A Mother’s Day Celebration of the Leadership Traits We Naturally Possess
If you’re a mom, your kids have done more than steal your heart, make you laugh, and (occasionally) drive you crazy. They’ve also brought out your inner leader. Just in time for Mother’s Day, Dr. Nancy D. O’Reilly looks at seven leadership traits moms possess naturally, and how they manifest in business as well as in the business of mothering.
It’s a great time to be a woman. Over the past few decades, the leadership torch has passed from one gender to the other. Not that men are irrelevant in business. (Far from it.) It’s just that women’s “feminine skills”—those inherent qualities that make the fairer sex such great nurturers, connectors, and collaborators—are being recognized for the tremendous value they bring to the global economy. And according to Dr. Nancy D. O’Reilly, these skills aren’t just seen at the conference table: They’re on full display at play dates and PTO meetings, too.
“When I was researching my book about the secrets of successful women, I realized something amazing (but not surprising),” says O’Reilly, who in collaboration with 19 other female leaders wrote Leading Women : 20 Influential Women Share Their Secrets to Leadership, Business, and Life (Adams Media, 2015, ISBN: 978-1-440-58417-6, $16.99,www.drnancyoreilly.com ). “All moms are leading women. Whether a mother works outside the home or not, nowhere are her leadership skills more apparent than when she parents her children.”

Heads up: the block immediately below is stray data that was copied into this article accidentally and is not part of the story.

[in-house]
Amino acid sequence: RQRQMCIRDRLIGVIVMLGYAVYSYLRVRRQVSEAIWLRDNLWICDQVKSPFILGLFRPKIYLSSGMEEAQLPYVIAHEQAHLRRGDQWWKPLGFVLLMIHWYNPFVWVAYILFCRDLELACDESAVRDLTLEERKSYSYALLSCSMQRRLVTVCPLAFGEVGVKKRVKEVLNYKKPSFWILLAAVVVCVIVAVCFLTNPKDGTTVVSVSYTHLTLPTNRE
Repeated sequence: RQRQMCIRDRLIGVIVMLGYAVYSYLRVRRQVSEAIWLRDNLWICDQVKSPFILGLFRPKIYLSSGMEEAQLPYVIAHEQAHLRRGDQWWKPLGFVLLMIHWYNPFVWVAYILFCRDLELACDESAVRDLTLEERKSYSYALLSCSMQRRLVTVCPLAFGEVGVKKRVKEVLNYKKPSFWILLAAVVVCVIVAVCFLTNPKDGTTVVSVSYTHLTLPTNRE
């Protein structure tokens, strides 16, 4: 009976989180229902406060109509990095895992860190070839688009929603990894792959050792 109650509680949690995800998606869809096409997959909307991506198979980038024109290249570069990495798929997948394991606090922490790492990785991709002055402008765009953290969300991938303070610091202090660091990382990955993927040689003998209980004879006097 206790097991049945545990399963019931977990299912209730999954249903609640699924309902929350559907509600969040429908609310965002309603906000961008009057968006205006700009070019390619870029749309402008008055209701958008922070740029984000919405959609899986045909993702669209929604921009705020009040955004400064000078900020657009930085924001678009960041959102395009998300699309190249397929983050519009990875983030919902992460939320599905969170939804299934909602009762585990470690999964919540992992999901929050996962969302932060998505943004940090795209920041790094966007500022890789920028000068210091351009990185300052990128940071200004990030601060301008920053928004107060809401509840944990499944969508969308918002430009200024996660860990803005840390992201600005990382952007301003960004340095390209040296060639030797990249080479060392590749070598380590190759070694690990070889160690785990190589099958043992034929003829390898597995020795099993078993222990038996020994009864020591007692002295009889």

Lois P. Frankel, PhD, who is one of O’Reilly’s coauthors, says that you are a leader if you have ever convinced anyone to follow you. Mothers definitely fall into that category—just think of how they manage to corral their broods into a (more or less) cooperative group while handling a myriad of tasks such as negotiating client contracts, cooking dinner, and organizing the high school fundraiser!
Here are just a few leadership skills women naturally possess—and how they manifest in both business and in the business of mothering:
Mothers are flexible enough to do what works. Whether you’re moving forward with a new business plan, leading a team charged with fixing a faulty process, or pitching a new idea to a client, you’ll surely run into roadblocks and opposition. Women are great at navigating these situations because, instead of digging in their heels and holding fast, they stay open to other options. They’re great at coming up with solutions that benefit everyone. And according to O’Reilly, many women learn this skill in the trenches of motherhood.
Mothers are giving, nurturing, and empathetic (and yes, these are leadership skills).These “soft skills” are actually quite formidable and difficult to learn. After all, points out coauthor Birute Regine, EdD, no one ever succeeded in mastering relational intelligence during a two-hour seminar! The innate ability to nurture relationships makes women amazing leaders in the workplace. They can have a huge impact on company culture and morale (and thus productivity and growth).
“Even more than business leaders, mothers give freely of their time, energy, and love—usually without questioning it for a second,” says O’Reilly. “Of course, this is only part of what it takes to raise high-functioning human beings—parents must also instill a work ethic, self-discipline, and so forth—but it’s the caring and encouraging that makes these life skills ‘stick.’ Why? Because it makes the kids want to master the attitudes and behaviors Mom is imparting.
“Soft skills fuel performance because they speak to the acknowledgment and validation people crave, deep down,” she adds. “This is true whether they’re five or 55—and whether the setting is the home or the workplace.”